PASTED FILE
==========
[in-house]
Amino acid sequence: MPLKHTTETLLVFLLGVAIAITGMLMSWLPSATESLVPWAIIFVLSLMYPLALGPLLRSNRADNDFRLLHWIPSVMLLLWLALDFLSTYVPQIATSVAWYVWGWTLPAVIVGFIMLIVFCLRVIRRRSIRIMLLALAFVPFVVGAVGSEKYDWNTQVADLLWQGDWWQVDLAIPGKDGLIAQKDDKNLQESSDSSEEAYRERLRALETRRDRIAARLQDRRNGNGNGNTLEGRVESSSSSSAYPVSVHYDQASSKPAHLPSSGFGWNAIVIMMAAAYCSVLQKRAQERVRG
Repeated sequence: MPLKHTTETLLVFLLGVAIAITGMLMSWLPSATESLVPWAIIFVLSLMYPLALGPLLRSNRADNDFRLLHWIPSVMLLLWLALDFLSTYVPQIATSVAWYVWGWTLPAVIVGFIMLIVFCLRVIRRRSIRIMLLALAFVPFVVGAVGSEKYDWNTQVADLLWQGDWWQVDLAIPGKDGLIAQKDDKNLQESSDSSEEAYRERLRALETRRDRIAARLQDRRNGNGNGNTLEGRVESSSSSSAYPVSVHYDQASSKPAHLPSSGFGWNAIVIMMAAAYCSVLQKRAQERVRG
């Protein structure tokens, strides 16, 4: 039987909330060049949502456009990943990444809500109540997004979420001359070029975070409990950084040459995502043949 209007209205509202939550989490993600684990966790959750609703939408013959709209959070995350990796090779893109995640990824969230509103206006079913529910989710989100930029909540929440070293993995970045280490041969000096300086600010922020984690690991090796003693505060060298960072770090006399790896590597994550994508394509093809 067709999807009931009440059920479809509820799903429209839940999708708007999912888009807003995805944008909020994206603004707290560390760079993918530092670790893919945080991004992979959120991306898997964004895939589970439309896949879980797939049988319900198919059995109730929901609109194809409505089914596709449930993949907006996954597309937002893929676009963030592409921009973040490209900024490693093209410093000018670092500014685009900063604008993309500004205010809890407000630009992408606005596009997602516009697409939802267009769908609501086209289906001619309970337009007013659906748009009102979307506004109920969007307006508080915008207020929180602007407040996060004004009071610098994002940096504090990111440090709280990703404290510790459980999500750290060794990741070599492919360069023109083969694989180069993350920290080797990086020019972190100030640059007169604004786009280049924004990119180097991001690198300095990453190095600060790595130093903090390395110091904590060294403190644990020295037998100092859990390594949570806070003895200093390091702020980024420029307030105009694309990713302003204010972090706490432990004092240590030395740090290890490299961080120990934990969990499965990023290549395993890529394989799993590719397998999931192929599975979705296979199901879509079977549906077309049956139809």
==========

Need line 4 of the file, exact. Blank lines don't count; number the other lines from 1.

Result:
């Protein structure tokens, strides 16, 4: 039987909330060049949502456009990943990444809500109540997004979420001359070029975070409990950084040459995502043949 209007209205509202939550989490993600684990966790959750609703939408013959709209959070995350990796090779893109995640990824969230509103206006079913529910989710989100930029909540929440070293993995970045280490041969000096300086600010922020984690690991090796003693505060060298960072770090006399790896590597994550994508394509093809 067709999807009931009440059920479809509820799903429209839940999708708007999912888009807003995805944008909020994206603004707290560390760079993918530092670790893919945080991004992979959120991306898997964004895939589970439309896949879980797939049988319900198919059995109730929901609109194809409505089914596709449930993949907006996954597309937002893929676009963030592409921009973040490209900024490693093209410093000018670092500014685009900063604008993309500004205010809890407000630009992408606005596009997602516009697409939802267009769908609501086209289906001619309970337009007013659906748009009102979307506004109920969007307006508080915008207020929180602007407040996060004004009071610098994002940096504090990111440090709280990703404290510790459980999500750290060794990741070599492919360069023109083969694989180069993350920290080797990086020019972190100030640059007169604004786009280049924004990119180097991001690198300095990453190095600060790595130093903090390395110091904590060294403190644990020295037998100092859990390594949570806070003895200093390091702020980024420029307030105009694309990713302003204010972090706490432990004092240590030395740090290890490299961080120990934990969990499965990023290549395993890529394989799993590719397998999931192929599975979705296979199901879509079977549906077309049956139809």